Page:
About 55 lawsuits brought against Juul across the country were among the matters before the JPML panel at the hearing.

Recently,  Juul announced that CEO Kevin Burns would step down immediately and the company would suspend all advertisements of its products. The new CEO, K.C. Crosthwaite, comes from Philip Morris USA parent corporation Altria Group Inc., which has a 35% stake in Juul.

Recent developments include stores like Walmart have stopped selling e-cigarettes and vaping products and cities and states have banned the products. Juul also faces mounting regulatory pressure from the U.S. Food and Drug Administration, which is investigating Juul’s marketing claims to children, as have many state attorneys general.

JPML panel chairwoman Sarah Vance, who sits on the Eastern District of Louisiana, started by announcing this would be her last hearing as head of the MDL panel. U.S. District Judge Karen Caldwell of the Eastern District of Kentucky a current panelist, will be the new chairwoman.

Juul counsel, Austin Schwing, a partner at Gibson, Dunn & Crutcher in San Francisco, argued for the cases go to a court near his client’s headquarters in San Francisco before U.S. District Judge William Orrick of the Northern District of California, but was also open to U.S. District Judge Brian Martinotti of the District of New Jersey, while some plaintiffs counsel also supported Orrick.

In briefs before the panel, there was an initial request for two MDL’s to be created, with plaintiff’s counsel initially advocating for Orrick to oversee the Juul litigation related to misleading marketing that failed to disclose the nicotine in its products. While also requesting that Judge  Martinotti  hear the personal injury cases whose claims focused on pulmonary disease, seizures and other serious health problems.

Judge Vance clarified the denial quickly in the hearing, stating the cases were too massive and complex to be divided. “Events in the past few minutes have overtaken me,” she said.

Andy Birchfield, of Beasley Allen, also changed his mind about dividing the cases, said “we need an experienced hand” as a judge. He initially supported Martinotti, a judges who had overseen dockets New Jersey state court’s Multicounty Litigation Center before his appointment to the federal bench.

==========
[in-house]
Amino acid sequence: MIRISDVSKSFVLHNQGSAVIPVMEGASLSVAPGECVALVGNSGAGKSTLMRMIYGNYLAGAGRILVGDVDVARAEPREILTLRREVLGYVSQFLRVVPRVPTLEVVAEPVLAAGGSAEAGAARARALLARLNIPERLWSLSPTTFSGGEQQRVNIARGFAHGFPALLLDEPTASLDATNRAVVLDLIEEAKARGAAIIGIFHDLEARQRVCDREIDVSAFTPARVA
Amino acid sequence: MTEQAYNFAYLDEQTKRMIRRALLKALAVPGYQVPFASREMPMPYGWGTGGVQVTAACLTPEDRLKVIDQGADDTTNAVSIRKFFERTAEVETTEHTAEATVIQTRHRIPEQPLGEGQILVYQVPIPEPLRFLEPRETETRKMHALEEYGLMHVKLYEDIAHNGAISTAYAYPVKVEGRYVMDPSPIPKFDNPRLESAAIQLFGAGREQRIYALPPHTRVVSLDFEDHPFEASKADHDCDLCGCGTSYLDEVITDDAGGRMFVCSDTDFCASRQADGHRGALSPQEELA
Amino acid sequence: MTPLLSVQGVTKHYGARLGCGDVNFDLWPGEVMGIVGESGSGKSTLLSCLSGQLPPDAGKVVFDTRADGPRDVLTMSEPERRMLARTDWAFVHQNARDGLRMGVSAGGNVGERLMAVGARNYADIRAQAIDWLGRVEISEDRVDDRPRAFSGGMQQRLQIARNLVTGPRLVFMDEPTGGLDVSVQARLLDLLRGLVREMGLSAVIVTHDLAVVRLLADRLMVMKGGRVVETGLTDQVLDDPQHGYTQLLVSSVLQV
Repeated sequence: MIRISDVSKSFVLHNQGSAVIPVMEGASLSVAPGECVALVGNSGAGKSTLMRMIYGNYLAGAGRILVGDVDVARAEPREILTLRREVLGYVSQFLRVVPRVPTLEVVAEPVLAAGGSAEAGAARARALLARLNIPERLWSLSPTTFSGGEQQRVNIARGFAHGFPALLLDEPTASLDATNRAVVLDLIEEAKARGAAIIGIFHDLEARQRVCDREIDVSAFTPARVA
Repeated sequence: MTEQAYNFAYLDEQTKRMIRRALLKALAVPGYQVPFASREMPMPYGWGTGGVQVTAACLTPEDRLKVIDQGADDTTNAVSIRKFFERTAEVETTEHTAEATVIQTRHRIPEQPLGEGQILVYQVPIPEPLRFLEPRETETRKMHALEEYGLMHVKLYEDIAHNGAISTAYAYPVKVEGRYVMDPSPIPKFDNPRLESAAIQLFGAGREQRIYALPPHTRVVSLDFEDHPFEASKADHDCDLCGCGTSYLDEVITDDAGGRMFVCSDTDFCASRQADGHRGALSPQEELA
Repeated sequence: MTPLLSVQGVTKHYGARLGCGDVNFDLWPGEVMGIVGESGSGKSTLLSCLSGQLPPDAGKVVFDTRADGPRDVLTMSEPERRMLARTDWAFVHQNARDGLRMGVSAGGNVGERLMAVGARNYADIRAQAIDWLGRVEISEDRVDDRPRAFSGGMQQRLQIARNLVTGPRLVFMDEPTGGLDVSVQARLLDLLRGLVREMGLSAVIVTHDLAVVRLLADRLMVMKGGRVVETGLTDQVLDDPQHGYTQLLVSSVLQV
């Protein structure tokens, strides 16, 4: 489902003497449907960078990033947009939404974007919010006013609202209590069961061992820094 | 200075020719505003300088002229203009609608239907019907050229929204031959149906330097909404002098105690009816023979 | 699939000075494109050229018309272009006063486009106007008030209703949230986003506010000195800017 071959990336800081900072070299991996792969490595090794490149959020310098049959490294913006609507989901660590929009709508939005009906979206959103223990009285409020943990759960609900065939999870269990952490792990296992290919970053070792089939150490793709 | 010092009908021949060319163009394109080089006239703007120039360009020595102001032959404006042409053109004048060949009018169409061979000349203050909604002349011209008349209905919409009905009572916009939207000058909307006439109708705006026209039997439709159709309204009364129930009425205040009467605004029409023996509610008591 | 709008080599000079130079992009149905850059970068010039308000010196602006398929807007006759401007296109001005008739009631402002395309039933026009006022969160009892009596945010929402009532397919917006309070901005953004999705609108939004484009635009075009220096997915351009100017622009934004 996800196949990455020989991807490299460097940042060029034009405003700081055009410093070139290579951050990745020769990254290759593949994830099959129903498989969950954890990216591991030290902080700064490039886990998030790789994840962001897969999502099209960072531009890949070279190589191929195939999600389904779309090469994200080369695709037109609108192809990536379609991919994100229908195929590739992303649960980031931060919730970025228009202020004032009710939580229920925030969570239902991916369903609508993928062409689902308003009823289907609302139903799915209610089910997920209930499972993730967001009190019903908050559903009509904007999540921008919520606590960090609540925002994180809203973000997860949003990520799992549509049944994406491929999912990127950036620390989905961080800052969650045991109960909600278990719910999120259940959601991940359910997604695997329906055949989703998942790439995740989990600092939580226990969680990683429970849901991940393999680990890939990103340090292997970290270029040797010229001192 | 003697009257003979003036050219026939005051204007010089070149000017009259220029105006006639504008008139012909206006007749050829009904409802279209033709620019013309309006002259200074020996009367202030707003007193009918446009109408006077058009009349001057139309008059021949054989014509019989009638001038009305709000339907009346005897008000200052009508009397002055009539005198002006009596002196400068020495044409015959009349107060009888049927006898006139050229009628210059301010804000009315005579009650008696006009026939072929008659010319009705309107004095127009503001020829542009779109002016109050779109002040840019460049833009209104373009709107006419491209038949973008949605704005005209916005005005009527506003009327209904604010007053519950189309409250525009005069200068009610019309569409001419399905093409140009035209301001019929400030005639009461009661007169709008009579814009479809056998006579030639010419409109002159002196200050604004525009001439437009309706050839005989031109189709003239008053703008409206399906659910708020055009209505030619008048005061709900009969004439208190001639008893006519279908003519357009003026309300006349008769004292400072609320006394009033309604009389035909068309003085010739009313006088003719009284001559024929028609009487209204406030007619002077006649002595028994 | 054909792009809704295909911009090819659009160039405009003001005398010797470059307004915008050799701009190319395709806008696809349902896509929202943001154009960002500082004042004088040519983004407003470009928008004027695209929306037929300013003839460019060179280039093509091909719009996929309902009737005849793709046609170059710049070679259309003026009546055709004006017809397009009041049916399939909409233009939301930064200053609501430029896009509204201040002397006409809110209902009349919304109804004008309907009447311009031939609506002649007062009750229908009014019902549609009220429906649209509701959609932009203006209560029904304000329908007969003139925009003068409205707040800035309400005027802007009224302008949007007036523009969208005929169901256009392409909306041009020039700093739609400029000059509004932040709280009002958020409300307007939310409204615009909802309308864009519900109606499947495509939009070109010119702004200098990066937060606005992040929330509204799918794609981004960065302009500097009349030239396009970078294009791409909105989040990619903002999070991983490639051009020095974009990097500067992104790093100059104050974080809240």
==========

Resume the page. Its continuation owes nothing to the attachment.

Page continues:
MDL No. 2913 – IN RE: Juul Labs, Inc., Marketing, Sales Practices, and Products Liability Litigation JPML Initial Transfer Order

Judge Orrick entered Pretrial Order No. 1 on the same day the JPML designated his court as the home of MDL 2913.

See Mass Tort Nexus Briefcase MDL 2913 for the full docket


JUUL Changed Nicotine Disclosures

Juul measures nicotine content by weight, which is different from most brands, which usually measure by volume. Juul originally only sold pods with 5% nicotine by weight, but started offering 3% pods in August 2018.

According to an older version of Juul’s FAQ page, one 5% pod contains roughly the same amount of nicotine as one pack of cigarettes, or about 200 puffs. However, this information is no longer available on Juul’s website, and there’s no precise information about 3% pods, either. However, an article in the New England Journal of Medicine says that the 5% pods contain a concentration of 59 milligrams of nicotine per milliliter of liquid.

In contrast, prior to the Juul frenzy most vapes contained roughly 1 to 3% nicotine by volume. A study in the journal Tobacco Control notes that the new average seems to be rising to that 5% mark. Juul’s creators increased the nicotine because they felt other vapes on the market couldn’t compare to the sensations delivered by regular cigarettes.

In the FDA warning letter to JUUL Labs, Inc. of September 9, 2019 the following “unauthorized marketing claims” were cited:
The warning letter identifies several statements, including statements discussed in testimony from a July 2019 Congressional hearing on JUUL. According to that testimony, a JUUL representative speaking with students at his presentation in a school stated that:
  • JUUL “was much safer than cigarettes” and that “FDA would approve it any day.”
  • JUUL was “totally safe.”
  • A student “…should mention JUUL to his [nicotine-addicted] friend…because that’s a safer alternative than smoking cigarettes, and it would be better for the kid to use.”
  • “FDA was about to come out and say it [JUUL] was 99% safer than cigarettes…and that…would happen very soon….”

Additionally, a “Letter from the CEO” that appeared on JUUL’s website, and also in an email that JUUL sent to a parent in response to her complaint that the company sold JUUL products to her child, states: “[JUUL’s] simple and convenient system incorporates temperature regulation to heat nicotine liquid and deliver smokers the satisfaction that they want without the combustion and the harm associated with it.”